Kathleen Dunn Ph.D.

Dunn, Kathleen
Position Department / Business Unit
School of NanoSciences and NanoEngineering and UAlbany Institute for Materials
Institution Disciplines
University at Albany--State University of New York Physics Nanostructures
City State / Provence
Albany New York
Country Website

Professor Dunn's research group has two main foci: the extension of traditional metal-based interconnects to the nanoscale regime as well as novel materials for next generation wiring schemes for semiconductor applications. In order to characterize such nanostructures, Dunn's group has also become involved in the development of electron and ion based characterization techniques.

Areas of Research
• Electron microscopy, ion microscopy liners, metallization, defects in metals, ultrafine wires, TEM, SEM, FIB, EELS, ALD, TEM-STM

The extension of conventional metals to the ultrafine regime (where the wire width approaches the mean free path of an electron). encounters both morphological as well as quantum mechanical effects that impact the conductivity of the metal wire. In the extreme case of atomic conductors, where a wire may be only one or two atoms wide, the conductivity is actually quantized. Dunn's team studies these wires using a specially modified transmission electron microscope (TEM) holder with connections which allow simultaneous electrical measurements. Other students working in this area are looking for novel means for controlling interfacial energies as a means to controlling nucleation and growth, while still others are investigating the microstructural origin of killer defects such as electromigration voids using advanced characterization techniques such as electron backscatter diffraction (EBSD) and electron energy loss spectroscopy (EELS).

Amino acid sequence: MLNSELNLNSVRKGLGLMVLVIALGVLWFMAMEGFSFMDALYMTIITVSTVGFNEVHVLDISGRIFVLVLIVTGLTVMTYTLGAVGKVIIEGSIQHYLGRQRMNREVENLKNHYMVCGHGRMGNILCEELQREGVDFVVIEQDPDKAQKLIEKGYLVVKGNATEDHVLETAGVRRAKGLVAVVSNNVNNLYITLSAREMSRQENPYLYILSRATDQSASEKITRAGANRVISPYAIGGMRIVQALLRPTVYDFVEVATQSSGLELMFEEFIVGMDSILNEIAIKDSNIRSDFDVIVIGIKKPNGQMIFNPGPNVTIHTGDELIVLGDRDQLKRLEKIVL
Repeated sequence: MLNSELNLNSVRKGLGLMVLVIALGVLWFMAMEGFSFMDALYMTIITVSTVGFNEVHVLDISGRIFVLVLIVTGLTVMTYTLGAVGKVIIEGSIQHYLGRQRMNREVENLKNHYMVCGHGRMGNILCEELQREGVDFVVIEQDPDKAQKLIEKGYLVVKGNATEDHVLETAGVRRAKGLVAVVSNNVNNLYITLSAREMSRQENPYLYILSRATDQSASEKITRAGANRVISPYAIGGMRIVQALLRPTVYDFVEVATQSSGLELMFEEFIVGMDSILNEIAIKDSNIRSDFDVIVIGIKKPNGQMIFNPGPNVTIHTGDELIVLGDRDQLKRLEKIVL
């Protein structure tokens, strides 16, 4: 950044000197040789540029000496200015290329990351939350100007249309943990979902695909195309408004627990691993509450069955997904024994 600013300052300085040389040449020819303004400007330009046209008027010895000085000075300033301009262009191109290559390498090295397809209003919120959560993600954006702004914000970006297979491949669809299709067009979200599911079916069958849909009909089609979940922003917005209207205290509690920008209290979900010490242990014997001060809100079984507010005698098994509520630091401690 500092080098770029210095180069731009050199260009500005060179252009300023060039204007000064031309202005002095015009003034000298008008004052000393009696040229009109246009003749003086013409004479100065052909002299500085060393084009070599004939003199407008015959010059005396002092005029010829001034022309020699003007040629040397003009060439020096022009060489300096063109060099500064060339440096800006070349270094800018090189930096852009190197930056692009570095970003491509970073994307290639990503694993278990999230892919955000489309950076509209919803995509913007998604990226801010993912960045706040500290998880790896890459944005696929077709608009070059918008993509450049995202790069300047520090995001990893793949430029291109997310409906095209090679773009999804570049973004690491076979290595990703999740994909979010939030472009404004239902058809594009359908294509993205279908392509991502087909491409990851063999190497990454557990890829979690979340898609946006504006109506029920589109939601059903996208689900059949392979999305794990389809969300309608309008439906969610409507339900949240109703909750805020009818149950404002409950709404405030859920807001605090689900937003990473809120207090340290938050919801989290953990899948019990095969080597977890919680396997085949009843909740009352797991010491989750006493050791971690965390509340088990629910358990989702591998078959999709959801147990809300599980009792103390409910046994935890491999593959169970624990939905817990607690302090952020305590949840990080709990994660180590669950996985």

Novel structures we are investigating include molecular conductors such as carbon nanotubes and artifically engineered biological molecules. Finally, Dunn's group recently became involved in high temperature superconductor research, since nanoscale phenomena often control the current carrying capabilities of these wires as well.


• Ph.D. Materials Science, University of Wisconsin-Madison, 2001; M.S. Materials Science, University of Wisconsin-Madison, 1997; B.S. Applied & Engineering Physics, Cornell University, 1991

By this Researcher

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